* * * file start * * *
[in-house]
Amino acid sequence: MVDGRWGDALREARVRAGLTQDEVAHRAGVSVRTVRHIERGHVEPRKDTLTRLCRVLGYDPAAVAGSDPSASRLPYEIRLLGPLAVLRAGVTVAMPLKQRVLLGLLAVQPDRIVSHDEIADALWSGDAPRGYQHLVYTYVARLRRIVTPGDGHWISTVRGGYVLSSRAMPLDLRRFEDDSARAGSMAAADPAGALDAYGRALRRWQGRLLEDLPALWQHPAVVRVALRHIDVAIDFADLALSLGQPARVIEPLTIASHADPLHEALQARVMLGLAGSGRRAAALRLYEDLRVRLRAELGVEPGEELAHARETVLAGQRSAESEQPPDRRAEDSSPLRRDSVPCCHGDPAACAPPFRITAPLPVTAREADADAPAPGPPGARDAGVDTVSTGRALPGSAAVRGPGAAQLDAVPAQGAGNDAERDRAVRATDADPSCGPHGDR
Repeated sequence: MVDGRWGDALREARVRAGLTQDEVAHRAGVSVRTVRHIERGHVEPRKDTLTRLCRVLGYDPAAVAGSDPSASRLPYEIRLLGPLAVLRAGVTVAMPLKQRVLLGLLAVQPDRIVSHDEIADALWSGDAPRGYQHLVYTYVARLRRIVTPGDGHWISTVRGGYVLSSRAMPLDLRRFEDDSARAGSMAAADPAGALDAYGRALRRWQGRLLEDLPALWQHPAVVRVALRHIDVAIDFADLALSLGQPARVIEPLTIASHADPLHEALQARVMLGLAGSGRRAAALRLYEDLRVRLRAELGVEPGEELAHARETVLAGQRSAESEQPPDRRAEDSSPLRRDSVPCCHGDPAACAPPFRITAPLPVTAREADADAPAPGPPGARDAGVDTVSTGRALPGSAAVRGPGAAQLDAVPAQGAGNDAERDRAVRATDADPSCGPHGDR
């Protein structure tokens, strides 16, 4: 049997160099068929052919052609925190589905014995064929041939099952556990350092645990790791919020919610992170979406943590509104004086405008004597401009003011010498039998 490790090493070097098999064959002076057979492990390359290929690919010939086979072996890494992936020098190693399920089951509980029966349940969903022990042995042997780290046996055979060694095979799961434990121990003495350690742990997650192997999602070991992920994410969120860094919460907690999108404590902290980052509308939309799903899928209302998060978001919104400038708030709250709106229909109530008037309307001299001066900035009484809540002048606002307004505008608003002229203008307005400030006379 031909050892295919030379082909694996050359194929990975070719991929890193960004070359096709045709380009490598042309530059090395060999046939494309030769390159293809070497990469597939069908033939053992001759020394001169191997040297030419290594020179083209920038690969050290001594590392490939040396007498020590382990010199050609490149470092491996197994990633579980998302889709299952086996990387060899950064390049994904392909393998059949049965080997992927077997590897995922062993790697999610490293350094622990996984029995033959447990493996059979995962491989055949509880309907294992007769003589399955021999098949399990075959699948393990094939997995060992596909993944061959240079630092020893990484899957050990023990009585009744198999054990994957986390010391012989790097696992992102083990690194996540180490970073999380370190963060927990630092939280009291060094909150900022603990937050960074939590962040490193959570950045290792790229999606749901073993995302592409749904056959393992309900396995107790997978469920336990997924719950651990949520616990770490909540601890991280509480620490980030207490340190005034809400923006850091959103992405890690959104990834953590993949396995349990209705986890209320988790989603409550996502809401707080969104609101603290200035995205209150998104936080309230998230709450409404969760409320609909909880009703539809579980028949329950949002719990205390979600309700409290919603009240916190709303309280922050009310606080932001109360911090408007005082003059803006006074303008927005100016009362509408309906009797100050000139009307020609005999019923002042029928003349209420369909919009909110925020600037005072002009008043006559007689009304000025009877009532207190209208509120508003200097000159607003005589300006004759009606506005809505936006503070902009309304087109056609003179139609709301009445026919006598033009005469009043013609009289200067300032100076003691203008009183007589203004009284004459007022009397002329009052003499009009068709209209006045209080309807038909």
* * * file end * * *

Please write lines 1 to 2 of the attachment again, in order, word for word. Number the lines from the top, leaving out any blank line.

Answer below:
[in-house]
Amino acid sequence: MVDGRWGDALREARVRAGLTQDEVAHRAGVSVRTVRHIERGHVEPRKDTLTRLCRVLGYDPAAVAGSDPSASRLPYEIRLLGPLAVLRAGVTVAMPLKQRVLLGLLAVQPDRIVSHDEIADALWSGDAPRGYQHLVYTYVARLRRIVTPGDGHWISTVRGGYVLSSRAMPLDLRRFEDDSARAGSMAAADPAGALDAYGRALRRWQGRLLEDLPALWQHPAVVRVALRHIDVAIDFADLALSLGQPARVIEPLTIASHADPLHEALQARVMLGLAGSGRRAAALRLYEDLRVRLRAELGVEPGEELAHARETVLAGQRSAESEQPPDRRAEDSSPLRRDSVPCCHGDPAACAPPFRITAPLPVTAREADADAPAPGPPGARDAGVDTVSTGRALPGSAAVRGPGAAQLDAVPAQGAGNDAERDRAVRATDADPSCGPHGDR